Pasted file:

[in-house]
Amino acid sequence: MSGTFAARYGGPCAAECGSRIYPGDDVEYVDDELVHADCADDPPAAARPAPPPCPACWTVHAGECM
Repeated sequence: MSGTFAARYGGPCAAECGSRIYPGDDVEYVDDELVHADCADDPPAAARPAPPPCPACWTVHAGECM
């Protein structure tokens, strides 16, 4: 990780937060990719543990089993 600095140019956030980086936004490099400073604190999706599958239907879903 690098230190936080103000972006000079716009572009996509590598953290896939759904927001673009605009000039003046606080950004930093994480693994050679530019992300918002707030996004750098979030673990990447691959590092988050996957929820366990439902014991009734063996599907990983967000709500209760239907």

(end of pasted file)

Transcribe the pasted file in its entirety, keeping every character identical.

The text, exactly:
[in-house]
Amino acid sequence: MSGTFAARYGGPCAAECGSRIYPGDDVEYVDDELVHADCADDPPAAARPAPPPCPACWTVHAGECM
Repeated sequence: MSGTFAARYGGPCAAECGSRIYPGDDVEYVDDELVHADCADDPPAAARPAPPPCPACWTVHAGECM
């Protein structure tokens, strides 16, 4: 990780937060990719543990089993 600095140019956030980086936004490099400073604190999706599958239907879903 690098230190936080103000972006000079716009572009996509590598953290896939759904927001673009605009000039003046606080950004930093994480693994050679530019992300918002707030996004750098979030673990990447691959590092988050996957929820366990439902014991009734063996599907990983967000709500209760239907």